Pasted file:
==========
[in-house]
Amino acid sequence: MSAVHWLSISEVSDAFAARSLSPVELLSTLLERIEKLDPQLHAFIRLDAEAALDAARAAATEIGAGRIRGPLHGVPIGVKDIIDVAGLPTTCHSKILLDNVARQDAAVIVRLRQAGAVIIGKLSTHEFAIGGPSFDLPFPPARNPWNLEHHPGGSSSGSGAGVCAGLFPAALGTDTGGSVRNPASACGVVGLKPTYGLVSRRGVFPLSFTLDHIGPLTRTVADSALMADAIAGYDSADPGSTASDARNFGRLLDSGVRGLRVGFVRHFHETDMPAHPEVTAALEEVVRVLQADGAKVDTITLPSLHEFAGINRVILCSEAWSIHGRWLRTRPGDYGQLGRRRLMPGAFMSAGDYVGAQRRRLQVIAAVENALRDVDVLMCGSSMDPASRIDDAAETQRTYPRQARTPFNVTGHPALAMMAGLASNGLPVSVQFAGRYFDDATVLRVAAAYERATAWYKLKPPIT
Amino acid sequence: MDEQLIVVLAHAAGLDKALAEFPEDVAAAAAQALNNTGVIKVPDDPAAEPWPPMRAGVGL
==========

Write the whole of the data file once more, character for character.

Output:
[in-house]
Amino acid sequence: MSAVHWLSISEVSDAFAARSLSPVELLSTLLERIEKLDPQLHAFIRLDAEAALDAARAAATEIGAGRIRGPLHGVPIGVKDIIDVAGLPTTCHSKILLDNVARQDAAVIVRLRQAGAVIIGKLSTHEFAIGGPSFDLPFPPARNPWNLEHHPGGSSSGSGAGVCAGLFPAALGTDTGGSVRNPASACGVVGLKPTYGLVSRRGVFPLSFTLDHIGPLTRTVADSALMADAIAGYDSADPGSTASDARNFGRLLDSGVRGLRVGFVRHFHETDMPAHPEVTAALEEVVRVLQADGAKVDTITLPSLHEFAGINRVILCSEAWSIHGRWLRTRPGDYGQLGRRRLMPGAFMSAGDYVGAQRRRLQVIAAVENALRDVDVLMCGSSMDPASRIDDAAETQRTYPRQARTPFNVTGHPALAMMAGLASNGLPVSVQFAGRYFDDATVLRVAAAYERATAWYKLKPPIT
Amino acid sequence: MDEQLIVVLAHAAGLDKALAEFPEDVAAAAAQALNNTGVIKVPDDPAAEPWPPMRAGVGL